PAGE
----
“Amarillo” creole was the most homogeneous in three years, exhibiting the following yields (1160 g m−2 in 2008, 1054.9 g m−2 in 2009, and 1052 g m−2 in 2010). Hybrids exhibited a consistent performance outstanding “Condor” with yields of 1049, 1033, and 1021 g m−2 for 2008, 2009 [22], and 2010, respectively. Similar results are reported by [8].

Figure 2 exhibits interaction population density with yield, showing that the highest yield was for open pollinated cultivars such as “Jiquipilco” and “Yellow.” When population density was increased from 2 to 3, yields were increased from 1088 to 1317 g m−2 for “Jiquipilco,” while for “Yellow” increased from 1037 to 1245 g m−2. Concerning hybrids, “Condor” and “Z-60” exhibited a similar pattern concerning response to population density. “Condor” exhibited an increase from 967 to 1173 g m−2 while Z-60 increased from 891 to 1071 g m−2. The aforementioned results indicate that open pollinated genotypes respond well to population density increases and that are well suited to agroecological conditions of studied area; this response is exhibited only for hybrids “Z-60” and “Condor.” Higher genetic variability of creoles allows phenotypic plasticity, and, so, yield increases with high population densities, despite the intraspecific competition.

This response has been corroborated by [20]; they mention that creole genotypes, particularly indigenous, exhibit high genetic variability that gives them an inherent capacity of adaptation to variable agroecological conditions of the region, generating good yields and good quality attributes on sweet corn and grain. Hybrids lack those attributes and so their performance is not so good [2123]. Note that, in hybrids such as H-143C and H-149C, increase in population density affects significantly chemical composition and yield.

4. Conclusions

The best cycle was 2008, which has the highest grain yield, biomass, RUE, LAI, IR, and light attenuation coefficient. Regarding the density factor, the highest density 8.9 plants m−2 yielded the highest values for LAI, IR, K, and number of grains. The cultivate “Jiquipilco” presented the highest values of LAI, grain yield and EUR. Of the six cultivars evaluated, it is recommended for use in the study area, which showed a better adaptation with values of population density of 8.9 plants m−2.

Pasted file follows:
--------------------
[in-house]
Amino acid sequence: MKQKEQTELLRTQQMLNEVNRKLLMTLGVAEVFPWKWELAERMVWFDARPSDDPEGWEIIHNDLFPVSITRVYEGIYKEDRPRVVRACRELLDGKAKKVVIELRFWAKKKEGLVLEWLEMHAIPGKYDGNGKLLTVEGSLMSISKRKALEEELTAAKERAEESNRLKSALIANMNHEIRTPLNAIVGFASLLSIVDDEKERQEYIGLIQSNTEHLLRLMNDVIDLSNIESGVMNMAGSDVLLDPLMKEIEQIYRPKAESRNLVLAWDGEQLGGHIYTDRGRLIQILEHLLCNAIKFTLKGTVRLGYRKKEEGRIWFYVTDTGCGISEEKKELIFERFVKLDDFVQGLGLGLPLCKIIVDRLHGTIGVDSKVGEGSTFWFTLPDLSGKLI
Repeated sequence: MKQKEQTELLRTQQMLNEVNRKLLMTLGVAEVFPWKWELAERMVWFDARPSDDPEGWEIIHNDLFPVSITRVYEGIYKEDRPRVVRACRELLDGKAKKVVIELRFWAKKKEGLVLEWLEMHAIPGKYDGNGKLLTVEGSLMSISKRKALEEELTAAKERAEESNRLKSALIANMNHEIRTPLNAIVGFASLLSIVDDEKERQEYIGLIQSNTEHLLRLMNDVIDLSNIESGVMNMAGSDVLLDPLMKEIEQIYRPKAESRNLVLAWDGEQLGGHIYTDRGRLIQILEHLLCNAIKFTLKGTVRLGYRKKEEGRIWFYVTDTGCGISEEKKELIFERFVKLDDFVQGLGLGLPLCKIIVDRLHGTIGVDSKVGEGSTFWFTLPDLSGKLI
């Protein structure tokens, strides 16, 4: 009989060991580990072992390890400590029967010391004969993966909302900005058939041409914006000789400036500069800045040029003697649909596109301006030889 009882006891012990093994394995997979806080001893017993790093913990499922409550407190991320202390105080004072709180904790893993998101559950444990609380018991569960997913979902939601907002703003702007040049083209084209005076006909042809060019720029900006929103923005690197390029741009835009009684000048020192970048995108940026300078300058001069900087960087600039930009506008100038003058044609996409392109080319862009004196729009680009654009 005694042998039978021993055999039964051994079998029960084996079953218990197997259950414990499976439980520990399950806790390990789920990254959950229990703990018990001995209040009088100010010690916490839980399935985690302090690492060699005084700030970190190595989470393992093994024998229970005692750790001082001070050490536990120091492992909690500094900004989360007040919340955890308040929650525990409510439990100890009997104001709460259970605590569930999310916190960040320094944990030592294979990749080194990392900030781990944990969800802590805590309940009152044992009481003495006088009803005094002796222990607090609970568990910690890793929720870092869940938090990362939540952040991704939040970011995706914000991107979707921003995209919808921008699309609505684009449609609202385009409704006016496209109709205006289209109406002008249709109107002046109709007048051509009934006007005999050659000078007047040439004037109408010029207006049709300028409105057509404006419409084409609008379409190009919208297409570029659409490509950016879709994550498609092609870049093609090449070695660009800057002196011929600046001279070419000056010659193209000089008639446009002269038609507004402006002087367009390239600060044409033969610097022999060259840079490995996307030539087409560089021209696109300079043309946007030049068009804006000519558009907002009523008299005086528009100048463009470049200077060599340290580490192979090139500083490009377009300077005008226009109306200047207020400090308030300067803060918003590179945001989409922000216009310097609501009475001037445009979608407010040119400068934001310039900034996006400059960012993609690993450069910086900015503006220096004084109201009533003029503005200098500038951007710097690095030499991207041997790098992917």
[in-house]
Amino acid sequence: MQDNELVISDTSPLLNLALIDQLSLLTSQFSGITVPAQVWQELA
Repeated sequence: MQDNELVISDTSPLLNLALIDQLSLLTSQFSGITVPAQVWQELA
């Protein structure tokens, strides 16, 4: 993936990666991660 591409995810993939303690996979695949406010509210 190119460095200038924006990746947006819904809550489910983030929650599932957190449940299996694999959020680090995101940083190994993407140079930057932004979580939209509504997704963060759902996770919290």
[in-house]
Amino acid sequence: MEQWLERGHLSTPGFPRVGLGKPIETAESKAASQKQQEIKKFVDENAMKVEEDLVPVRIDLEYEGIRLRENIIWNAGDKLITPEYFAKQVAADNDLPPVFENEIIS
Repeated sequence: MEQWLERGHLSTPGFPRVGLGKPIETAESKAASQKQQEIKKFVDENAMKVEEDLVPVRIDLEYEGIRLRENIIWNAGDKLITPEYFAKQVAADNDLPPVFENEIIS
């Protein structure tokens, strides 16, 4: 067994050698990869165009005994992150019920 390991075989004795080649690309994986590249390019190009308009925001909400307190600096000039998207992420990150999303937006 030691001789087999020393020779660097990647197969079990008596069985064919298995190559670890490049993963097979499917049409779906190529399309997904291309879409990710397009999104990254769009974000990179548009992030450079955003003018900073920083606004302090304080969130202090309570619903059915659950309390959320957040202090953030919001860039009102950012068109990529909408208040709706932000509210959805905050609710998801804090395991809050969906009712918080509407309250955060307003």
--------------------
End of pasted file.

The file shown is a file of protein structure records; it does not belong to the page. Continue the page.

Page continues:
Competing Interests

The authors declare that they have no competing interests.


  1. C. Y. Arellanes and F. A. Casas, “Traditional markets Tehuacan Valley-Cuicatlán: background and current situation,” New Anthropology, vol. 24, no. 74, pp. 93–123, 2011. View at: Google Scholar
  2. M. Valdez-Morales, K. Barry, G. C. Fahey Jr. et al., “Effect of maize genotype, developmental stage, and cooking process on the nutraceutical potential of huitlacoche (Ustilago maydis),” Food Chemistry, vol. 119, no. 2, pp. 689–697, 2010. View at: Publisher Site | Google Scholar
  3. M. A. Asturias, Maize Sacred Food to Hungry Business, vol. 111, IVOS, Quito, Ecuador, 2004.
  4. R. A. Rivetti, “Maize production under different regimes of supplemental irrigation in Rio Cuarto, Argentina Códova II. Dry matter production,” Revista de la Facultad de Ciencias Agrarias, vol. 38, no. 2, pp. 25–36, 2007. View at: Google Scholar
  5. P. J. D. O. P. de Souza, A. Ribeiro, E. J. P. da Rocha et al., “Solar radiation use efficiency by soybean under field conditions in the Amazon region,” Pesquisa Agropecuaria Brasileira, vol. 44, no. 10, pp. 1211–1218, 2009. View at: Publisher Site | Google Scholar
  6. R. C. Muchow, M. J. Robertson, and B. C. Pengelly, “Radiationuse efficiency of soybean, mungbean and cowpea under different environmental conditions,” Field Crops Research, vol. 32, no. 1-2, pp. 1–16, 1993. View at: Publisher Site | Google Scholar
  7. E. A. Lee and M. Tollenaar, “Physiological basis of successful breeding strategies for maize grain yield,” Crop Science, vol. 47, no. 3, pp. S202–S215, 2007. View at: Publisher Site | Google Scholar